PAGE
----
Radical Son Effortlessly crossing genres from soul to hip-hop and beyond, Radical Son is a standout vocalist and songwriter like no other. His often-poignant lyrics chart a course from hopelessness to healing; mercilessly deconstructing what is, and forever imagining what could be. Radical Son's music and stories are always guided by his Indigenous heritage from the Kamilaroi nation of Australia and the south pacific nation of Tonga.
As a vocalist, Radical Son has a unique ability to deliver as a soul singer, rapper and spoken word artist. This natural dexterity defines his earned place and presence in the contemporary musical landscape. The back-bone of radical son's stories continuously urge our human spirit to approach life through love and compassion.
David Leha spent half his time in some of Australia's toughest prisons in solitary confinement for bashing guards. He was a heroin addict by his release at 21. In his late 30s, the singer-songwriter who goes by the name Radical Son wants to share the hard lessons learned since he emerged from Long Bay, Goulburn and Parramatta jails.
Though he has found strength in music, life is still a struggle. "That concerns me," he says, "because of all the help that I have had, all the natural gifts that I have. I think about those who don't have either of these ..." Leha will draw on insights that helped him end his addiction and change his life, "I think it's important to help others by letting them know they are not alone and that I've done the things that they have done."
Imprisonment had been hardest on his family. "At 19, you are in that period where you're young and not only are you not very knowledgeable but your body can handle it, the drinking and drugs." Cause & Affect came out in September. He says he was jailed after retaliating when someone broke the mirror of his minivan. He spent half his 18 months - the first six months and last three - in solitary confinement for assaulting prison guards.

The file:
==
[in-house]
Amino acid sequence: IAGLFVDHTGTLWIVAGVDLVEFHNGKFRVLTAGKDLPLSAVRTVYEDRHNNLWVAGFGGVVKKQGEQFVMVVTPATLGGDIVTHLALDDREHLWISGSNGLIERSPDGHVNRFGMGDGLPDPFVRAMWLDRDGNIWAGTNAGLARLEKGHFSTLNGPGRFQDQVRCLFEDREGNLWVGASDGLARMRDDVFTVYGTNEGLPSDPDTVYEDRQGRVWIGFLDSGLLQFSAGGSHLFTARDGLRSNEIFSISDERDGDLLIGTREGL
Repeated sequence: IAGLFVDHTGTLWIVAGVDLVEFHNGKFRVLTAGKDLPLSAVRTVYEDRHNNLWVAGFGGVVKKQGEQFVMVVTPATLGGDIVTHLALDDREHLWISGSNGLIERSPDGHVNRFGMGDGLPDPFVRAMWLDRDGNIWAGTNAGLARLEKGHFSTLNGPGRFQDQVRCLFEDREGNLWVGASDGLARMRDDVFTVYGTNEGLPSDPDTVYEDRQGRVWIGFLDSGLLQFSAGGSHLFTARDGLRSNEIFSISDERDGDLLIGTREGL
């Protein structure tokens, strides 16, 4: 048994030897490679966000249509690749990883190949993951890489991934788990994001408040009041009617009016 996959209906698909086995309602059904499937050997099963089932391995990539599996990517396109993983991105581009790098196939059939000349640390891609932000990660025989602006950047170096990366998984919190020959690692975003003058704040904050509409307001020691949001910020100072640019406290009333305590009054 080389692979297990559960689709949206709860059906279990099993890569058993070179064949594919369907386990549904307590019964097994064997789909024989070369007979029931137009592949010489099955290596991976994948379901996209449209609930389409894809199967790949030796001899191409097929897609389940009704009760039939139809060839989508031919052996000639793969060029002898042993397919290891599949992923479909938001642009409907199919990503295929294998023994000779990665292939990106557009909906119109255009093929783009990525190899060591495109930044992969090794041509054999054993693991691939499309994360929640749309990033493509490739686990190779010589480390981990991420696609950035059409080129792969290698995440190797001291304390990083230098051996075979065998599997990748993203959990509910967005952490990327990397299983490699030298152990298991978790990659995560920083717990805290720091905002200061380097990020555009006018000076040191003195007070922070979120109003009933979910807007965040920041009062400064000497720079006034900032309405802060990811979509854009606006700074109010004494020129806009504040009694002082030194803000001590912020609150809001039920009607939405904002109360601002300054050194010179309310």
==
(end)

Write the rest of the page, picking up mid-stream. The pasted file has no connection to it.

"Jail made me a worse person," he says. "I was in a place with people who do bad things and we kind of bounced off each ... and even on the outside it kind of continued."
He has eight children, aged nearly two to 16. He had the name of his mother's people, the Kamilaroi of NSW, tattooed on his back after the birth of a daughter in the late 1990s. "I needed to go and find culture," Leha says. He was 23 at the time and wanted a cultural connection for his children. "I have suffered and caused much suffering," he says between songs on an early version of the album. "I am convinced that these experiences could have been prevented. As a parent I know what it is like to want a better life for our children."
Leha's Tongan father is a Sydney taxi driver; his mother is a former CEO of one of NSW's Aboriginal land corporations. Her parents kept on the move to prevent her being "stolen". She, in turn, relocated on several occasions with him and a younger brother. The name Radical Son, "just comes from me knowing and always feeling that I was different in moving around quite a bit and (that) survival comes with trying to fit in". His mother wasn't familiar with Kamilaroi ways. "My mum didn't get taught her culture and unfortunately as a young boy I did not have a lot of respect."
Now he values ceremonial rites of passage he believes might have helped him and has "a deep respect for our old culture and the lessons of Aboriginal people". Singing came late after producers heard an unplanned rap verse at a recording session for a friend. He has two previous releases, a self-titled EP in 2005 and another, Black Stones, in 2008.
Archie Roach sees something of himself in the younger musician.
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Kutcha Edwards Born on the banks of the Murrumbidgee Rivers at Balranald, New South Wales, Kutcha is among the many of the Stolen Generations, taken from his family at 18 months and placed in government institutions in Melbourne. It wasn't until Kutcha was 14 that he was reunited with his family in Traralgon.
Recording his debut album Cooinda, in 2002 with friends Paul Hester, Paul Kelly and David Bridie, Kutcha followed it up in 2007 with Hope, co-produced with Richard Pleasance.
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